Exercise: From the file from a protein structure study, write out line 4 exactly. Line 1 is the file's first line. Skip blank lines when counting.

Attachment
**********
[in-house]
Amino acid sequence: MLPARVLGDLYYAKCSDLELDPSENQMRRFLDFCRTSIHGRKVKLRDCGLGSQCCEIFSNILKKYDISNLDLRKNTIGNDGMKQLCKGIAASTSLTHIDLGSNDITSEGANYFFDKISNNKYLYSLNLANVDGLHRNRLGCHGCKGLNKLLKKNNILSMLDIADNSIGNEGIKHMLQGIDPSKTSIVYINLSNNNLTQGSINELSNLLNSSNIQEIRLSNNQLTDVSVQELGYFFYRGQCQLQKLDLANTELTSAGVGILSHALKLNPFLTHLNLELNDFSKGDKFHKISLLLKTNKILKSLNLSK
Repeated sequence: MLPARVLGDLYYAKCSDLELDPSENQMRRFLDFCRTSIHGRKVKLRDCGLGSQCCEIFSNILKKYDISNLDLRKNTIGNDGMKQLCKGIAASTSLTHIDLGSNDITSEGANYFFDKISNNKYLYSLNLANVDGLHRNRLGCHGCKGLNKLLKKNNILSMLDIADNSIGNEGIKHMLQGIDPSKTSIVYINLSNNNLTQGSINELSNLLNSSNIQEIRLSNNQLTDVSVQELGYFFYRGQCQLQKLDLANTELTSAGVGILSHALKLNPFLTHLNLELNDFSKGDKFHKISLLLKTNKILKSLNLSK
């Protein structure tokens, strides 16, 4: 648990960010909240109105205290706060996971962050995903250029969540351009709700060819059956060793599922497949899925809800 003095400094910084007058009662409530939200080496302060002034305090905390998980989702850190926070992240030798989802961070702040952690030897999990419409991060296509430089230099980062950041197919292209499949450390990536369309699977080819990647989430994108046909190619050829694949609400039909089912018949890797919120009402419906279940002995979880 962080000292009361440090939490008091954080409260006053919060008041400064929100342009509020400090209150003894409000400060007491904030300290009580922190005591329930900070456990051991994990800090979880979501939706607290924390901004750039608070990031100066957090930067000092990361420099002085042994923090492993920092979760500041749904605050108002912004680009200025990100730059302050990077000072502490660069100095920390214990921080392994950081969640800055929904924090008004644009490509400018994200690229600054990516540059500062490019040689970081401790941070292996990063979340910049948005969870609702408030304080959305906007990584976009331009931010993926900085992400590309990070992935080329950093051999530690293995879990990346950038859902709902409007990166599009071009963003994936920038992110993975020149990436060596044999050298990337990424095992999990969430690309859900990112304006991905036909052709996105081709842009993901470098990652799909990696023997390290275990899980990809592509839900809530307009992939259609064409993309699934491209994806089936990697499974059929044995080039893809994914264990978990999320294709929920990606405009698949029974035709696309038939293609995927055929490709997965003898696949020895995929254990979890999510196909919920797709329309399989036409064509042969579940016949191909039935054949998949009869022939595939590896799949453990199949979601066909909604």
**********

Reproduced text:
């Protein structure tokens, strides 16, 4: 648990960010909240109105205290706060996971962050995903250029969540351009709700060819059956060793599922497949899925809800 003095400094910084007058009662409530939200080496302060002034305090905390998980989702850190926070992240030798989802961070702040952690030897999990419409991060296509430089230099980062950041197919292209499949450390990536369309699977080819990647989430994108046909190619050829694949609400039909089912018949890797919120009402419906279940002995979880 962080000292009361440090939490008091954080409260006053919060008041400064929100342009509020400090209150003894409000400060007491904030300290009580922190005591329930900070456990051991994990800090979880979501939706607290924390901004750039608070990031100066957090930067000092990361420099002085042994923090492993920092979760500041749904605050108002912004680009200025990100730059302050990077000072502490660069100095920390214990921080392994950081969640800055929904924090008004644009490509400018994200690229600054990516540059500062490019040689970081401790941070292996990063979340910049948005969870609702408030304080959305906007990584976009331009931010993926900085992400590309990070992935080329950093051999530690293995879990990346950038859902709902409007990166599009071009963003994936920038992110993975020149990436060596044999050298990337990424095992999990969430690309859900990112304006991905036909052709996105081709842009993901470098990652799909990696023997390290275990899980990809592509839900809530307009992939259609064409993309699934491209994806089936990697499974059929044995080039893809994914264990978990999320294709929920990606405009698949029974035709696309038939293609995927055929490709997965003898696949020895995929254990979890999510196909919920797709329309399989036409064509042969579940016949191909039935054949998949009869022939595939590896799949453990199949979601066909909604």